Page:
Proposals (2 of 3) – Terms and Conditions

November 30, 2010

Last week, we discussed submitting the proposal for your project including your sales teams. Of course, there is much you should include in your terms and conditions.

Intellectual Property

Your T&Cs should also address the intellectual property involved in the project. To begin with, there should be agreement on the ownership of the work. Is this work for hire? Or, is the purchase of solution including the licensing of the software? Ultimately, there can only be one owner. So, if you sell it, you can’t re-use it.

Many developers struggle with, or even overlook, the value of their software. But since there can only be one owner, it is important for your customer to understand that you will need to start from scratch, which will cost additional time and expense. In addition, you will not be able to re-use code from previous projects which will be more reliable and robust.

Eventually, Alliance Partners often develop standard modules for re-use. By branding these modules, it may be easier to charge your customer for its use. But don’t make the mistake of simply giving the value away. For instance, ‘Oh, I’ve don’t that type of project before, so I can reuse the code and do it in half the time, so I’ll charge half the price.’ No, the project value is still the same. Your efficiency should be your reward to keep.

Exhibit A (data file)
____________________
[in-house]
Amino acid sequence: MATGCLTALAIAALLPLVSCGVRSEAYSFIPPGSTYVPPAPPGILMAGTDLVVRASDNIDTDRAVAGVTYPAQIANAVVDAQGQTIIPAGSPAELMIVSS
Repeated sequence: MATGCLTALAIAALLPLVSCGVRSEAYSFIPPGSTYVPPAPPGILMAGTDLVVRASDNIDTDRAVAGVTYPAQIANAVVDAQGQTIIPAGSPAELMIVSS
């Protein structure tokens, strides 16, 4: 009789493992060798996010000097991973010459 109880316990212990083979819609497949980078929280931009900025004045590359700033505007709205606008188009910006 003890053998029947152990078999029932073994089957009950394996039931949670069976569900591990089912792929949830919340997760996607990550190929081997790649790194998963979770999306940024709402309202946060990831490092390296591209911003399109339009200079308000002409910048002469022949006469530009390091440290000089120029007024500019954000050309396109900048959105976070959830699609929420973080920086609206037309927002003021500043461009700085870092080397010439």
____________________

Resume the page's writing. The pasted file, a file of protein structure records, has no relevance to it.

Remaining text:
Software Licensing

But, I’m not naïve. I understand that customers often want to ‘own’ the software. There is the brute force logic of we bought it, so we should own it. And, the common rationale that you might go out of business, so they just want to protect themselves. In which case, you need to explain the principal of ownership and licensing.

Don’t get me wrong. It is OK to appease the customer by giving them the source code, you just need to provide it with a license so you retain ownership. But, you should consider (and address) the following issues:

  • What if they copy/modify?
  • Can they transfer/resell?
  • Can they reverse engineer

But what if there is an issue with the proprietary nature of the application? No problem, simply define which aspects of the application are proprietary. Then, section out that work which will be done and the ownership will be transferred to them without possibility for re-use and therefore no licensing is required. However, all other development should be provided under license and re-use retained.